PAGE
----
Anxiety disorders

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Experiencing occasional anxiety is a normal part of life. It’s your brain’s way of reacting to stress and alerting you of potential danger ahead. However, anxiety disorders are different – they are a type of mental health condition.

What are anxiety disorders?

People with anxiety disorders typically display frequent intense, excessive and persistent worry and fear about everyday situations. These go beyond the regular nervousness and slight fear one may feel from time to time. Anxiety disorders involve intense anxiety, fear and even panic, feelings so extreme that they interfere with the person’s daily activities.

A doctor may diagnose an anxiety disorder when:

  • The anxiety interferes with the patient’s ability to function.
  • The patient often overreacts to an emotional trigger.
  • The patient can’t control their response to situations.

There are several types of anxiety disorders, including:

  • Generalised anxiety disorder
  • Panic disorder
  • Social anxiety disorder (social phobia)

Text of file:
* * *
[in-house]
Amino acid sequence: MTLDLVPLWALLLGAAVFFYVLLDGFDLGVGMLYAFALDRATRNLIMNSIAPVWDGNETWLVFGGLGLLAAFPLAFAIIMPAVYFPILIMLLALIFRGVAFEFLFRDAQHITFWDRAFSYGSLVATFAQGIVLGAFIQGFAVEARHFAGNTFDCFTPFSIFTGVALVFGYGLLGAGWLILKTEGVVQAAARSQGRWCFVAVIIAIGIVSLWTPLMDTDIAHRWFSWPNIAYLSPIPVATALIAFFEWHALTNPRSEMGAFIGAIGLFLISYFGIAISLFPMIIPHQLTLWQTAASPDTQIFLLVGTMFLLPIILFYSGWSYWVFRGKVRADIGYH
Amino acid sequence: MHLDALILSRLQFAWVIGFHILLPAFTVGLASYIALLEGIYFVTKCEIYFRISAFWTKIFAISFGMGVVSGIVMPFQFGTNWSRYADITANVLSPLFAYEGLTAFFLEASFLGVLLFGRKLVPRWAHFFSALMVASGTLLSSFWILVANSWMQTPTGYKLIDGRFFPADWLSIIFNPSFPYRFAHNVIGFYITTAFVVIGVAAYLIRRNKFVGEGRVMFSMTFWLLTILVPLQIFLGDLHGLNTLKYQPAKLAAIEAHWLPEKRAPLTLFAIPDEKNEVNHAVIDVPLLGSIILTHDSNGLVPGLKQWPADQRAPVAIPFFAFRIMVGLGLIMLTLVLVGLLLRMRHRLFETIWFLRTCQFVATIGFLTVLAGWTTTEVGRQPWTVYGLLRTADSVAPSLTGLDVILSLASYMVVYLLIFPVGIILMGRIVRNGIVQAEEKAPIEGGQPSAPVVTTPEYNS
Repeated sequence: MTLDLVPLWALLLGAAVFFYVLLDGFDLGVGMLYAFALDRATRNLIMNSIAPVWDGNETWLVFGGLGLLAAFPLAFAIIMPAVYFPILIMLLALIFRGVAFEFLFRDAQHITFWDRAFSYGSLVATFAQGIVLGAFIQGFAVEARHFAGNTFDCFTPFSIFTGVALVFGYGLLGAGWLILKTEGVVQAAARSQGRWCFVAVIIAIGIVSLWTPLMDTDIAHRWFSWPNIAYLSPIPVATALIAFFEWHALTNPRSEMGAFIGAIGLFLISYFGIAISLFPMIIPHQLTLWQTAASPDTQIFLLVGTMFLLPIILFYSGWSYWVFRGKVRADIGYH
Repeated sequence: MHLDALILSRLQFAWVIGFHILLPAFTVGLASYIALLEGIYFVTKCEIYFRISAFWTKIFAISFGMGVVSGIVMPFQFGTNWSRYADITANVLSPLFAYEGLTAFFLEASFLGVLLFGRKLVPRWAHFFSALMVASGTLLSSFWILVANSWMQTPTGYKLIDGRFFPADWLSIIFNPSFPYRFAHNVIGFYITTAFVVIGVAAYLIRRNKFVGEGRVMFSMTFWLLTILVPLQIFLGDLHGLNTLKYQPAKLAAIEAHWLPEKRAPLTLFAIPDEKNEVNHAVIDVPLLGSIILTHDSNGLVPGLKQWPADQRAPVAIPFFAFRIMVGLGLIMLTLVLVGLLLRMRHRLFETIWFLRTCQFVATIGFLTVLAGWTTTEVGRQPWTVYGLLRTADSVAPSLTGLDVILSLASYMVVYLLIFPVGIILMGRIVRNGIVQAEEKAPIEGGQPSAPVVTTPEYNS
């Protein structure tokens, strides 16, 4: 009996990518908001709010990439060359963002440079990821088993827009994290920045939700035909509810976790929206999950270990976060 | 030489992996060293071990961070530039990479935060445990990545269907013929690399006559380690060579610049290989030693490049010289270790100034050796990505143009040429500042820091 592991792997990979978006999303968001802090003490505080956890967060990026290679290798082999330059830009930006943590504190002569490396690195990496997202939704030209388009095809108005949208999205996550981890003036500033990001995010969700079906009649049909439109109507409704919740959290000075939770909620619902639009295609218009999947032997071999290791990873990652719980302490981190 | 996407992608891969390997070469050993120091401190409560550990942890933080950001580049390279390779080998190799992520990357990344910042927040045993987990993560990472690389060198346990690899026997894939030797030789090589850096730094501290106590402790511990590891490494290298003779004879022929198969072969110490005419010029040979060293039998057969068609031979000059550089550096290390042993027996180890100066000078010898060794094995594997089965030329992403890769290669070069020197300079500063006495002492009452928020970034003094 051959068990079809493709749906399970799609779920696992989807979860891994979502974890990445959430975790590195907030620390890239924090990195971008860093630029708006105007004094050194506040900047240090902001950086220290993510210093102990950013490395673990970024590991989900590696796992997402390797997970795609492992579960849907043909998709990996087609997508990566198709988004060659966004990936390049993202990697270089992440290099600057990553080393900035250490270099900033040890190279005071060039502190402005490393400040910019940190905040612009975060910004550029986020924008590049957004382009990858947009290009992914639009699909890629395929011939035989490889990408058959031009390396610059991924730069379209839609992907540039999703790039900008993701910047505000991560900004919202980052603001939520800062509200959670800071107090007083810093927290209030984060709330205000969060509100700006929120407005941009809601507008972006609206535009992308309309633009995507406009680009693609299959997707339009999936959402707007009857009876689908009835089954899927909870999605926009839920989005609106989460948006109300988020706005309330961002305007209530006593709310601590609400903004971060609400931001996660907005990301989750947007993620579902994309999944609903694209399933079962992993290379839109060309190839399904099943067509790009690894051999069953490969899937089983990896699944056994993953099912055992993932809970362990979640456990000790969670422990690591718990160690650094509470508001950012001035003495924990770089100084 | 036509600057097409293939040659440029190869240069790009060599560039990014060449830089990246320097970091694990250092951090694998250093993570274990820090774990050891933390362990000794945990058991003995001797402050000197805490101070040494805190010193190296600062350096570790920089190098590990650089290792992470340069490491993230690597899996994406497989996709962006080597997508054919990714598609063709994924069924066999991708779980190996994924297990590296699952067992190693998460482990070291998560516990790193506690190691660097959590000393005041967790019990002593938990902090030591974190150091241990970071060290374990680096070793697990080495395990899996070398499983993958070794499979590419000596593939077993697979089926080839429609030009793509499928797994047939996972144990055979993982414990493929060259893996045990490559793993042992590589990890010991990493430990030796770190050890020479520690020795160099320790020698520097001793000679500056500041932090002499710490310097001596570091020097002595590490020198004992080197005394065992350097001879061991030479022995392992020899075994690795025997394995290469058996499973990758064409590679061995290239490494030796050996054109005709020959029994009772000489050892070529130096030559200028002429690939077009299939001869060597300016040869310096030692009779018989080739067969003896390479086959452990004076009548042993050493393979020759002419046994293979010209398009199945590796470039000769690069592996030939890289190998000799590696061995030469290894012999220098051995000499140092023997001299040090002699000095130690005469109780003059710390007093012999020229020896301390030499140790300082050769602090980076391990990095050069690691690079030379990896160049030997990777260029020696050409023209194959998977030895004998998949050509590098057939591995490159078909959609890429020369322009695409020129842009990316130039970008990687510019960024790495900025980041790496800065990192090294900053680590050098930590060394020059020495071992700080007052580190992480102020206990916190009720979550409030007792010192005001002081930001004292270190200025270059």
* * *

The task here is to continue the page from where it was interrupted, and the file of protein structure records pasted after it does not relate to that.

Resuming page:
• Specific phobias
  • Agoraphobia
  • Separation anxiety
  • Selective mutism
  • Substance-induced anxiety disorder


Specific symptoms will depend on the type of anxiety disorder. Common symptoms include:

  • Panic, fear, and uneasiness
  • Sleep problems
  • Not being able to stay calm and still
  • Cold, sweaty, numb, or tingling hands or feet
  • Shortness of breath
  • Hyperventilation
  • Heart palpitations
  • Dry mouth
  • Nausea
  • Tense muscles
  • Dizziness
  • Rumination
  • Inability to concentrate
  • Obsessively avoiding feared objects or places

Causes and risk factors

Unfortunately, researchers don’t fully understand exactly what brings on anxiety disorders. A complex mix of factors are at play.

  • Genetics
  • Brain chemistry
  • Negative life events and childhood trauma
  • Drug withdrawal or substance misuse
  • Medical conditions (e.g. heart, lung or thyroid issues)
  • History of other mental health disorders
  • Being shy as a child and low self-esteem


Like any health issue, anxiety disorders require treatment. It’s not a matter of self-discipline or attitude – you can’t will it away.

If you have symptoms, see a doctor. No lab tests can specifically diagnose anxiety disorders, but a lot of progress has been made in recent years in treating mental health conditions. Your doctor should be able to tailor a treatment plan that works for you. It may combine medication (anti-anxiety medications, antidepressants, or beta-blockers) and psychotherapy (CBT or exposure therapy).

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